Dr. Mark Midei, the cardiologist accused of implanting unnecessary cardiac stents in over five hundred people, has been administratively charged by the Maryland Board of Physicians, according to the charging document made public today. The charges include “gross overutilization of health care services” and “willfully making a false report or record in the practice of medicine.” A copy of an article detailing the charges can be found here.
The charges stem from an investigation by St. Joseph Medical Center, which began after a St. Joe employee claimed that Dr. Midei was fraudulently implanting patients with cardiac stents. St. Joe’s investigation, which examined only a two year time frame during which Dr. Midei performed 2000 stent procedures, found that approximately one in four cardiac stents that he emplaced (over 500 patients) were unnecessary.
In my opinion, the charges are certain to be sustained in this high-profile instance of medical malpractice. It is one thing for a patient or a patient’s lawyers to accuse a doctor of malpractice, but when Dr. Midei’s former employer and peers on the medical board accuse him of widespread malpractice, common sense dictates that it has merit.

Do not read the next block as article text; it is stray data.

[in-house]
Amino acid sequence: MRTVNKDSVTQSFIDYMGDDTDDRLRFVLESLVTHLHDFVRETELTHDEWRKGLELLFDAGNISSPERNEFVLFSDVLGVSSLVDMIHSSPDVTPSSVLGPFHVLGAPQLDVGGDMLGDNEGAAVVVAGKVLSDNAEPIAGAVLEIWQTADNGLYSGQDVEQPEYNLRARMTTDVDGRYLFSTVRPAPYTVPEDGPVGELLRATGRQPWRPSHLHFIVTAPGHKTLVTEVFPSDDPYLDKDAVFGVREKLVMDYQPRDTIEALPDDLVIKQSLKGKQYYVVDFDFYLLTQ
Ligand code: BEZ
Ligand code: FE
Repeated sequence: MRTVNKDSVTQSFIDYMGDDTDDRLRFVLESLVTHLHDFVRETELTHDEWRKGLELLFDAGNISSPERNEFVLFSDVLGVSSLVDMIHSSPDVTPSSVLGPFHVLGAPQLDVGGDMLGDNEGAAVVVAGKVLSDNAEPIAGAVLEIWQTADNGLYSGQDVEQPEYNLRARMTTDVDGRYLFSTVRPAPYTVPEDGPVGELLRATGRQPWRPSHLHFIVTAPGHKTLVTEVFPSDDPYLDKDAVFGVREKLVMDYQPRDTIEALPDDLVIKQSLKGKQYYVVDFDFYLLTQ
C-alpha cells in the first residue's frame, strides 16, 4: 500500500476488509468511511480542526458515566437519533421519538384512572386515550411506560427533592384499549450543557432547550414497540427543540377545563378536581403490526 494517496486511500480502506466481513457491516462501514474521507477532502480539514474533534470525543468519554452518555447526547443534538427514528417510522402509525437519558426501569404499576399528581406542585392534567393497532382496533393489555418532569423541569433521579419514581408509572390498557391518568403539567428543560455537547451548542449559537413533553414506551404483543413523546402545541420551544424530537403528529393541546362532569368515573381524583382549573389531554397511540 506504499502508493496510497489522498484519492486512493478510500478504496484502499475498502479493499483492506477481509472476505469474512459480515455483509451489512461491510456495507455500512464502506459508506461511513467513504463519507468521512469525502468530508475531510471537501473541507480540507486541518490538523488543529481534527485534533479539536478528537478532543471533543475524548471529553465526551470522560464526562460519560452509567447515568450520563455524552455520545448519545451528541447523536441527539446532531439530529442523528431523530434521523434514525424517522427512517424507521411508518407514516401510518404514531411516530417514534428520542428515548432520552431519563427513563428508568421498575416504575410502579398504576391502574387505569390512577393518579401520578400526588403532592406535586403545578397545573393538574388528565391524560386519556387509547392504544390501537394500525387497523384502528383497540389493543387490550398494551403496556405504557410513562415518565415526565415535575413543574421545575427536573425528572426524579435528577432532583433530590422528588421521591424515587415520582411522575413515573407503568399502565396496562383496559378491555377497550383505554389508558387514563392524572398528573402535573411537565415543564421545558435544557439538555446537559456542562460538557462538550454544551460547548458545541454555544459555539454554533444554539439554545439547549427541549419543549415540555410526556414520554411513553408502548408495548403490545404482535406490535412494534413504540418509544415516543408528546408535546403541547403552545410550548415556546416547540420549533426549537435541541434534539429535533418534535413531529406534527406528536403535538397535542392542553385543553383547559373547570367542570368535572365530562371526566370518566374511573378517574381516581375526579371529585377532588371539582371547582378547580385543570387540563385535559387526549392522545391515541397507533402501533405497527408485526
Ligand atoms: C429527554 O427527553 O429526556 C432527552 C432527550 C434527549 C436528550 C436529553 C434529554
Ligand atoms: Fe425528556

In fact, I continue to believe that Dr. Midei will be criminally charged with Medicare fraud, Medicaid fraud and insurance fraud. I think it is only a matter of time.
What is amazing to me is that St. Joe still does not plan to go back and examine more than two years of Dr. Midei’s cases. If we were dealing with a business that does not owe a moral, ethical and professional duty to the public, I could understand it, as the further St. Joe goes back the more claims there will be filed against St. Joe. But St. Joe is not just a business; as a provider of health care it has an obligation to tell patients when one of its doctors committed malpractice. The Maryland Department of Health and Human Services should require St. Joe to go back as far as St. Joe records allow, so that everybody who did not need a stent is notified. If they found over five hundred cases of unnecessary implants over a two year period, that means that if they go back six years, there are probably another thousand people who currently believe they have severe heart disease (because Midei misled them) when they in fact do not. As I have said before, I have a stent case from 2004 involving a small blockage which Dr. Midei said was 80% blocked, so I know that he has been unnecessary placing stents in patients for triple the time-frame examined by St. Joe.
As an experienced Baltimore, Maryland medical malpractice lawyer, I have successfully handled many medical malpractice cases involving cardiac issues. Right now, I am representing about a dozen people with cases against Dr. Midei for unnecessary stents. I am handling these cases individually, not grouping them into a class action. To see some of the cases I have handled, click here To see some of the cases I have handled, click here.